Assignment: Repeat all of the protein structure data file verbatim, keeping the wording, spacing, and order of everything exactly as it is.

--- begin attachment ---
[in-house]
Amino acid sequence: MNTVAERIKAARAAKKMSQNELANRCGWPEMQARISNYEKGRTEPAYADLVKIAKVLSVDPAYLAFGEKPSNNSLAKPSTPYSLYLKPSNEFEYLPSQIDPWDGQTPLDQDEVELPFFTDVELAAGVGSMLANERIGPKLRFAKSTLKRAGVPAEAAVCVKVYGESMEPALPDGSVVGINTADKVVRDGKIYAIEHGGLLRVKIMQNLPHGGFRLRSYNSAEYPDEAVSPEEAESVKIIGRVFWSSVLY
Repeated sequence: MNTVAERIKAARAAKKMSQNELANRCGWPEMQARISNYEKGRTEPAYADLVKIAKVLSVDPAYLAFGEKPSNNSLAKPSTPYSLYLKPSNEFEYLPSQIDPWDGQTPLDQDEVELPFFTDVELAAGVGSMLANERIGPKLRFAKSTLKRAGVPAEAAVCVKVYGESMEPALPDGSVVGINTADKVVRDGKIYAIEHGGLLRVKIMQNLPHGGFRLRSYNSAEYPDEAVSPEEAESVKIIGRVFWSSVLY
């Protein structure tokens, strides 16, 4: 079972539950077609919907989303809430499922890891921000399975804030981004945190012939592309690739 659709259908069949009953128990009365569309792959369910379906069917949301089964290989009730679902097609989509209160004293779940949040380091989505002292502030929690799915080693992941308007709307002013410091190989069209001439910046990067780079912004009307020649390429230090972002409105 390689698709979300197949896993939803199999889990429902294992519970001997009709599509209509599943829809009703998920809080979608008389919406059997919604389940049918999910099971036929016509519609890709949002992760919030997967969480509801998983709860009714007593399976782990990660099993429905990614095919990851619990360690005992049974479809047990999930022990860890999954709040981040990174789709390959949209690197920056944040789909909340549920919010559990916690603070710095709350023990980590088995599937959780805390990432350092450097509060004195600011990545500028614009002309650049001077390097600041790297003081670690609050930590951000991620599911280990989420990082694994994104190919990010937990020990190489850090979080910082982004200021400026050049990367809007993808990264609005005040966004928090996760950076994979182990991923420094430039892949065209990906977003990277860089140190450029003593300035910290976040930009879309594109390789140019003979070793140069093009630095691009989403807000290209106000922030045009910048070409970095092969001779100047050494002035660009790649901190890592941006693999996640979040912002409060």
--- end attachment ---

[in-house]
Amino acid sequence: MNTVAERIKAARAAKKMSQNELANRCGWPEMQARISNYEKGRTEPAYADLVKIAKVLSVDPAYLAFGEKPSNNSLAKPSTPYSLYLKPSNEFEYLPSQIDPWDGQTPLDQDEVELPFFTDVELAAGVGSMLANERIGPKLRFAKSTLKRAGVPAEAAVCVKVYGESMEPALPDGSVVGINTADKVVRDGKIYAIEHGGLLRVKIMQNLPHGGFRLRSYNSAEYPDEAVSPEEAESVKIIGRVFWSSVLY
Repeated sequence: MNTVAERIKAARAAKKMSQNELANRCGWPEMQARISNYEKGRTEPAYADLVKIAKVLSVDPAYLAFGEKPSNNSLAKPSTPYSLYLKPSNEFEYLPSQIDPWDGQTPLDQDEVELPFFTDVELAAGVGSMLANERIGPKLRFAKSTLKRAGVPAEAAVCVKVYGESMEPALPDGSVVGINTADKVVRDGKIYAIEHGGLLRVKIMQNLPHGGFRLRSYNSAEYPDEAVSPEEAESVKIIGRVFWSSVLY
């Protein structure tokens, strides 16, 4: 079972539950077609919907989303809430499922890891921000399975804030981004945190012939592309690739 659709259908069949009953128990009365569309792959369910379906069917949301089964290989009730679902097609989509209160004293779940949040380091989505002292502030929690799915080693992941308007709307002013410091190989069209001439910046990067780079912004009307020649390429230090972002409105 390689698709979300197949896993939803199999889990429902294992519970001997009709599509209509599943829809009703998920809080979608008389919406059997919604389940049918999910099971036929016509519609890709949002992760919030997967969480509801998983709860009714007593399976782990990660099993429905990614095919990851619990360690005992049974479809047990999930022990860890999954709040981040990174789709390959949209690197920056944040789909909340549920919010559990916690603070710095709350023990980590088995599937959780805390990432350092450097509060004195600011990545500028614009002309650049001077390097600041790297003081670690609050930590951000991620599911280990989420990082694994994104190919990010937990020990190489850090979080910082982004200021400026050049990367809007993808990264609005005040966004928090996760950076994979182990991923420094430039892949065209990906977003990277860089140190450029003593300035910290976040930009879309594109390789140019003979070793140069093009630095691009989403807000290209106000922030045009910048070409970095092969001779100047050494002035660009790649901190890592941006693999996640979040912002409060």